Lewis was saving it all for the book he planned to write. But as Lewis’s life slipped into politics (and, according to many historians, out of control personally), the book project never materialized. To Federalist detractors, then, the Lewis & Clark Expedition was fair game to criticize as a big waste of money, an expensive adventure for a few well-connected individuals, with the American taxpayer footing the bill.
Chief among the detractors was John Quincy Adams, then a senator from Massachusetts and a prominent critic of President Jefferson. Known for his rapier wit, Adams published (anonymously in keeping with the tradition of the era) a blistering satiric poem about the Expedition:
Good people, listen to my tale
‘Tis nothing but what true is
I”ll tell you of the mighty deeds
Atchieved by Captain Lewis
How starting from the Atlantick shore
By fair and easy motion
He journied, all the way by land,
Until he met the ocean …
And must we then resign the hope
These Elements of changing?
And must we still, alas! be told
That after all his ranging
The Captain could discover naught
But Water in the Fountains?
Must Forests still be formed of Trees?
Of Rugged Rocks the Mountains? …
Let Dusky Sally henceforth bear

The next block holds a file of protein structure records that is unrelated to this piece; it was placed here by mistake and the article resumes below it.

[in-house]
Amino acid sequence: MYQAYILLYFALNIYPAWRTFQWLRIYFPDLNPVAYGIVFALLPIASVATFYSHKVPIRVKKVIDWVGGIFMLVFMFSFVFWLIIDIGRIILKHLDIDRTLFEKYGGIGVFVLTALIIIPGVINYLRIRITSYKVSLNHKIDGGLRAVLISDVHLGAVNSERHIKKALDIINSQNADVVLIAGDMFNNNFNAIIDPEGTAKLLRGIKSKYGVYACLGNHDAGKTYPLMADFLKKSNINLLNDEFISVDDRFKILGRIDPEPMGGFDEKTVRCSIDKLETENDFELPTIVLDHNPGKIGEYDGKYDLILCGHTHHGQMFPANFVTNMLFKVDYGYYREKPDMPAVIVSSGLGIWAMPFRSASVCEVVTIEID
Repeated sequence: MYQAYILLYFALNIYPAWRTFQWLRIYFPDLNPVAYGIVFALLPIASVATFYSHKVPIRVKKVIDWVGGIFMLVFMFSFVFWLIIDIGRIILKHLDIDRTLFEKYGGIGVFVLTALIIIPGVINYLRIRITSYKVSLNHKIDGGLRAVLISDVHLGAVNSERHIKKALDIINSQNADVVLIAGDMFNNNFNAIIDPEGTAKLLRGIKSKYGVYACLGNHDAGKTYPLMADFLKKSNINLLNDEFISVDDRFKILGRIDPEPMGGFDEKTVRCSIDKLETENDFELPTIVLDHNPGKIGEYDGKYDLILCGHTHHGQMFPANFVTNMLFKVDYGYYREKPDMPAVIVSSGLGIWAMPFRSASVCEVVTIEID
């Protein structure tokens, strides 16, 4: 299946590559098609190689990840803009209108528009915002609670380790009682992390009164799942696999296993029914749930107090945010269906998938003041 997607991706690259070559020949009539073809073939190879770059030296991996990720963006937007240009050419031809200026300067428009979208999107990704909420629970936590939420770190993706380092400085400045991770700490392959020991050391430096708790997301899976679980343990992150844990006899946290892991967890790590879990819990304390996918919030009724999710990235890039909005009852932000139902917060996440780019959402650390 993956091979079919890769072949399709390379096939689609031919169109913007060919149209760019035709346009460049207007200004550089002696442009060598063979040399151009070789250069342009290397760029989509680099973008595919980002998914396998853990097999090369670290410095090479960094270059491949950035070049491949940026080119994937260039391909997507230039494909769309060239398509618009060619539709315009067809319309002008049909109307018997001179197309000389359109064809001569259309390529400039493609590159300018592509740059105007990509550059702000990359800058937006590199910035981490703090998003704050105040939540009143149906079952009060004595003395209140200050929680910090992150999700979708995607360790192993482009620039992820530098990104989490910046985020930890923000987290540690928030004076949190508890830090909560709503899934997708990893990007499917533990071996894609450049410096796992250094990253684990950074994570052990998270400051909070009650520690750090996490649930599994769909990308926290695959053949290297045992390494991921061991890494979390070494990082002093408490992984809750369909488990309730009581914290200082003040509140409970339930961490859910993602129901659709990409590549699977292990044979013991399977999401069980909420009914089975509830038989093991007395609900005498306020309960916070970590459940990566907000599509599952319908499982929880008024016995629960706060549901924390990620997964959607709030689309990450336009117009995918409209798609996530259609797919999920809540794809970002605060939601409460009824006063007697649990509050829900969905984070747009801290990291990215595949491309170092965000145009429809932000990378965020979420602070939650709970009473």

The name of Isabella;
And let the mountain, all of salt
Be christened Monticella–
The hog with navel on his back
Tom Pain may be when drunk, sir–
And Joel* call the prairie dog
What once was called a skunk, sir.
* [biblical prophet]
It is sometimes said that Lewis & Clark were forgotten for much of the 19th century. This is not strictly true. The parallel with the space program turns out to be an apt one. The Apollo program dissolved in budget cuts and irresolution about the worth of manned space exploration. It’s hardly forgotten, but the rocket ships and lunar landers that fueled playground adventures are long gone. Children want to be hip-hop stars and basketball players, not astronauts. NASA taped over the moon landing, for crying out loud.
In a similar manner, the memory of Lewis & Clark faded in the rush of events, especially the new technology of steamboats and railroads that soon made their rugged journey hopelessly obsolete. But interestingly enough, Lewis & Clark were rediscovered with a vengeance around the turn of the century, first by historians Elliot Coues and Reuben Gold Thwaites, who rescued the entire story from the long-ignored journals and published it again for the world to appreciate, and then by popular novelists and the public, who responded warmly to the courage, brilliance, and individual achievement embodied in the Lewis & Clark story.
As America gained enough distance to look back in awe at the taming of the West, Lewis & Clark were permanently enshrined as American heroes. It will be interesting to see if such a phenomenon ever occurs with the fading memories of Apollo. Maybe … if, with time, we once again consider going forth into the wilderness, to touch the stars.
More great reading:
One Giant Screw-Up For Mankind (Wired article about how NASA lost the videotape of the moon landing)
Rocket Science, photo essay by Lauren Orchowski of great old space-age playgrounds